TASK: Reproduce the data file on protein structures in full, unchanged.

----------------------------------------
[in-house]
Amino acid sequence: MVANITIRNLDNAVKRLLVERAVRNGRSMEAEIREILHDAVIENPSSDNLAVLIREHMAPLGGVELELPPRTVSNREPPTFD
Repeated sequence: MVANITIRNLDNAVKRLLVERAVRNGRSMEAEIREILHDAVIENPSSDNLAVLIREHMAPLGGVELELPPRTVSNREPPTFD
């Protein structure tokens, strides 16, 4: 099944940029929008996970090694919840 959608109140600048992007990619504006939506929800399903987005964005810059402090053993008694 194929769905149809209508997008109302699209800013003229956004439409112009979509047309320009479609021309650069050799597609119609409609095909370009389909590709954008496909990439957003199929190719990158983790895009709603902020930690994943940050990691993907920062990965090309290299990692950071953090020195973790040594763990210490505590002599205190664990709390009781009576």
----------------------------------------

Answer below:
[in-house]
Amino acid sequence: MVANITIRNLDNAVKRLLVERAVRNGRSMEAEIREILHDAVIENPSSDNLAVLIREHMAPLGGVELELPPRTVSNREPPTFD
Repeated sequence: MVANITIRNLDNAVKRLLVERAVRNGRSMEAEIREILHDAVIENPSSDNLAVLIREHMAPLGGVELELPPRTVSNREPPTFD
């Protein structure tokens, strides 16, 4: 099944940029929008996970090694919840 959608109140600048992007990619504006939506929800399903987005964005810059402090053993008694 194929769905149809209508997008109302699209800013003229956004439409112009979509047309320009479609021309650069050799597609119609409609095909370009389909590709954008496909990439957003199929190719990158983790895009709603902020930690994943940050990691993907920062990965090309290299990692950071953090020195973790040594763990210490505590002599205190664990709390009781009576």